Ten Years On Exhibition
Looking at the broad range of Lutyens's work using images from our Archive
Private memorials numbered almost 40 and there were also public memorials in New Delhi and Windsor for King George V. Lutyens also designed over 50 funeral monuments mainly for the UK.
Lutyens made a very important contribution to the commemoration of the British and Commonwealth sacrifice during WW1. His work for the Imperial War Graves Commission included the
Stone of Remembrance, several major overseas memorials to the Missing, including Thiepval, and more than 130 war cemeteries. He designed the Cenotaph in Whitehall, London and 60 other war memorials including nine overseas.
SCOPE OF LUTYENS'S WORK
Lutyens is well known as a designer of country houses but he was responsible for 700 commissions and produced designs for 100 other unbuilt schemes.
He has left us with a very varied range of work including nearly 30 country houses built to his designs plus substantial additions and alterations to some 40 more. Add to this the many smaller houses and estate cottages. There was also social housing in Page Street, Westminster. For many of his buildings he also designed furniture, fireplaces, lighting and even pianos.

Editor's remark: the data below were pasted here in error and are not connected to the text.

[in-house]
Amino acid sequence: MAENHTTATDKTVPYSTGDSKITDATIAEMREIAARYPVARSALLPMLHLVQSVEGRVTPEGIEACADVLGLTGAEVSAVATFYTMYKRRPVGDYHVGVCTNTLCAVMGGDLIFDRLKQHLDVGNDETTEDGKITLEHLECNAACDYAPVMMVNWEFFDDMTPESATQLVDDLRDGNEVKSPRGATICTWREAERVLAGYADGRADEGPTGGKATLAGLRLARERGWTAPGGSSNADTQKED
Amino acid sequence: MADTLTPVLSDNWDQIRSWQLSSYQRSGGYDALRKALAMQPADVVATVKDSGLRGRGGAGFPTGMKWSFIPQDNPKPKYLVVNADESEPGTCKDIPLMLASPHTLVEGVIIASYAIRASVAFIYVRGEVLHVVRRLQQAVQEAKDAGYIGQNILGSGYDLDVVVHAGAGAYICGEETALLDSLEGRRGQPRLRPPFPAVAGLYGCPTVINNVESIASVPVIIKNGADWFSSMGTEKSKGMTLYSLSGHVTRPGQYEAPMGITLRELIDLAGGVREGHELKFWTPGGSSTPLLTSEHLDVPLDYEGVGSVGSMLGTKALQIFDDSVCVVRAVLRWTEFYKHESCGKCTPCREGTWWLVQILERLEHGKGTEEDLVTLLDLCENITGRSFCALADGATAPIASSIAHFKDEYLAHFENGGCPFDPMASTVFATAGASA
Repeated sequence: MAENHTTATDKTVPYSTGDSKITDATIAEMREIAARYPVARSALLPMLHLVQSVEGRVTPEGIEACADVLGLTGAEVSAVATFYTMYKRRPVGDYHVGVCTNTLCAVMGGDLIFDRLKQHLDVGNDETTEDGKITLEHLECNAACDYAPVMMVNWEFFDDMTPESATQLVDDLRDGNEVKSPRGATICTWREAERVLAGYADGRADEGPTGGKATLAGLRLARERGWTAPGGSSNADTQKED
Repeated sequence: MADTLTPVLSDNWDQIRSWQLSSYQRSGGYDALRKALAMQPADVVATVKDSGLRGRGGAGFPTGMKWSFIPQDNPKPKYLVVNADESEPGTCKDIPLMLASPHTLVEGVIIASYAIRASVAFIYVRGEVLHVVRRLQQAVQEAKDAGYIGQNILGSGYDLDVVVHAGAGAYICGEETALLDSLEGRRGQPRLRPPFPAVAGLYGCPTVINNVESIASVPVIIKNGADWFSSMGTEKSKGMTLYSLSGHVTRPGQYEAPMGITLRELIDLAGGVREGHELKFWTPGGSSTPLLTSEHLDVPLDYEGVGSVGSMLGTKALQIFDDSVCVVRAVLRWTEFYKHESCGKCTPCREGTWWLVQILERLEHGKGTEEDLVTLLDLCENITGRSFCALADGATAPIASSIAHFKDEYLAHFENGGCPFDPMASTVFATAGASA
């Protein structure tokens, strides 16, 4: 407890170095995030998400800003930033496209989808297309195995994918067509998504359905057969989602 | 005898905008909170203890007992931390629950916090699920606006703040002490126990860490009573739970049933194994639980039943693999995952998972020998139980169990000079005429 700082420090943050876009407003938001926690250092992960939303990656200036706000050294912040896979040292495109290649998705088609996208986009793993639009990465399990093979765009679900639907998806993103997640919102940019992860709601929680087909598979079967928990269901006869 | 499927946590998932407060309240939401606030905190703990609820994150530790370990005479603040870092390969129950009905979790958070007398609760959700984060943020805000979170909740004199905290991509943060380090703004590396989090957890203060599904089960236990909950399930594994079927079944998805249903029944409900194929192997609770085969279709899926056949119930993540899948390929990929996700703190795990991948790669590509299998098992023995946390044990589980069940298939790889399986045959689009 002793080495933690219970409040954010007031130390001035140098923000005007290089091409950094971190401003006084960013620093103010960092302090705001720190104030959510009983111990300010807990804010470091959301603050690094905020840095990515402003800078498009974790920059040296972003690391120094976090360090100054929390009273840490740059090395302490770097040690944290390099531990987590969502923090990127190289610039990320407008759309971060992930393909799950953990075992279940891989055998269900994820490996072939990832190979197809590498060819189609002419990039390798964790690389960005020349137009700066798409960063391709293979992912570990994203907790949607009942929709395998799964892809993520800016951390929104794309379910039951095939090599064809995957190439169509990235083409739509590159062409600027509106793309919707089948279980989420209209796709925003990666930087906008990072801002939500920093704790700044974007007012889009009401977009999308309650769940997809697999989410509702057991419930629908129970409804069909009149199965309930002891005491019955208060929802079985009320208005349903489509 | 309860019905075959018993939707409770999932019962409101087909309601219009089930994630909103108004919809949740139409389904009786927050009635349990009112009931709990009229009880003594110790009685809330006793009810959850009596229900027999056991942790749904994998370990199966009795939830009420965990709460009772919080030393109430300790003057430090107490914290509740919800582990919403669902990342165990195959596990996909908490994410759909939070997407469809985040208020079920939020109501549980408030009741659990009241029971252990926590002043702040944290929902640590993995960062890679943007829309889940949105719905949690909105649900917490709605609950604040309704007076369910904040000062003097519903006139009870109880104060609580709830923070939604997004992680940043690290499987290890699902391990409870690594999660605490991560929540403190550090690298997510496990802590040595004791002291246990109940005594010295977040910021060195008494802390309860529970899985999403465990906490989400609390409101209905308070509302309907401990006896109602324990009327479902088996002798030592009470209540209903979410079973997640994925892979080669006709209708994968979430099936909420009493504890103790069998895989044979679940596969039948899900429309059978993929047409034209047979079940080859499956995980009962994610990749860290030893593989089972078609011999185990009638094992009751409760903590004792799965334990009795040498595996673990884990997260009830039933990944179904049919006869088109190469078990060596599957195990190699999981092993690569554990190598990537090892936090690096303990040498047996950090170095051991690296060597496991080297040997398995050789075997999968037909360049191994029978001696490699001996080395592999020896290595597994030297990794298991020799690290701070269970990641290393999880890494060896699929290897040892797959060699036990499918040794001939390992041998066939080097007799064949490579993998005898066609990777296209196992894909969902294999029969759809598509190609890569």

His designs were inventive, practical and witty with low crawling windows for small children and nursery chandeliers in the shape of angels, chickens, children fishing and policemen. Lights for Campion Hall, the Jesuit college in Oxford, were designed in the shape of a cardinal’s hat.
Commissions extended to more than 20 offices including Britannic House, 27-32 Poultry and 85 Fleet Street in London and 100 King Street in Manchester. There were around 20 gardens, eight bridges and many other works. Lutyens was involved from the outset in the design of India's new capital at Delhi and his buildings include Rashtrapati Bhavan (formerly Viceroy's House), now the official residence of the President of India, Hyderabad House, Baroda House and the National Archives.
He designed several places of worship, most significantly the partially completed Metropolitan Cathedral of Christ the King, Liverpool, where only the crypt was built.
To protect and promote the spirit and substance of the work of Sir Edwin Lutyens OM
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